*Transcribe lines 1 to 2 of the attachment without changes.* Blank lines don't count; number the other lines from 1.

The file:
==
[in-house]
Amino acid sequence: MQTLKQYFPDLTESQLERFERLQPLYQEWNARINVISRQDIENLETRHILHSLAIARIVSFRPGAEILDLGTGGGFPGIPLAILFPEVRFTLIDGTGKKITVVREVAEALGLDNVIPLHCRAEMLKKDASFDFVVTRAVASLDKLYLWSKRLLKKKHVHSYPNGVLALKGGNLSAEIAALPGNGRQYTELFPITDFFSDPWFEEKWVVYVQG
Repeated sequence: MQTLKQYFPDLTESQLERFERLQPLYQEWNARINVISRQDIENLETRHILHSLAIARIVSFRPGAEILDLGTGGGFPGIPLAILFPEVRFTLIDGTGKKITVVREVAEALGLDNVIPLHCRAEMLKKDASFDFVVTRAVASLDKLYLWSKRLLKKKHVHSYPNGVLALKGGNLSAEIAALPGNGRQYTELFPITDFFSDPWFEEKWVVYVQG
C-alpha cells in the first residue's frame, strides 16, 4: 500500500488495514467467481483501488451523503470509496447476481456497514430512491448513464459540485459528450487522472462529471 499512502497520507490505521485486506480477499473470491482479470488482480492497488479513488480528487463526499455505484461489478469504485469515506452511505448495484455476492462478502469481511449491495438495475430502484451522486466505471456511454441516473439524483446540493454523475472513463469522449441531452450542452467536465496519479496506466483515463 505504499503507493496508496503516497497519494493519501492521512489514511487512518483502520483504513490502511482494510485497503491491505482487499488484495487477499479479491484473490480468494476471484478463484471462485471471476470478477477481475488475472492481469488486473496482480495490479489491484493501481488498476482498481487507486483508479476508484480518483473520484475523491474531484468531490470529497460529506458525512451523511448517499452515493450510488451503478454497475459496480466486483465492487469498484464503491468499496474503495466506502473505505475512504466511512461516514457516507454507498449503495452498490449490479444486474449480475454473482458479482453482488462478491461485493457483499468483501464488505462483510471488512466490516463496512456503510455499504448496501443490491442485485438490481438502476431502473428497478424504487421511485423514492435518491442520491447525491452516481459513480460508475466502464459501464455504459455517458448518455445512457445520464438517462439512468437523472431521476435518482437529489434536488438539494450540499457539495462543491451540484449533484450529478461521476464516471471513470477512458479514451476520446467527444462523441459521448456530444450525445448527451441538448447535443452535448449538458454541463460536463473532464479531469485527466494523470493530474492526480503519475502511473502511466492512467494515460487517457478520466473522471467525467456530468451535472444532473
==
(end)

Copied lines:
[in-house]
Amino acid sequence: MQTLKQYFPDLTESQLERFERLQPLYQEWNARINVISRQDIENLETRHILHSLAIARIVSFRPGAEILDLGTGGGFPGIPLAILFPEVRFTLIDGTGKKITVVREVAEALGLDNVIPLHCRAEMLKKDASFDFVVTRAVASLDKLYLWSKRLLKKKHVHSYPNGVLALKGGNLSAEIAALPGNGRQYTELFPITDFFSDPWFEEKWVVYVQG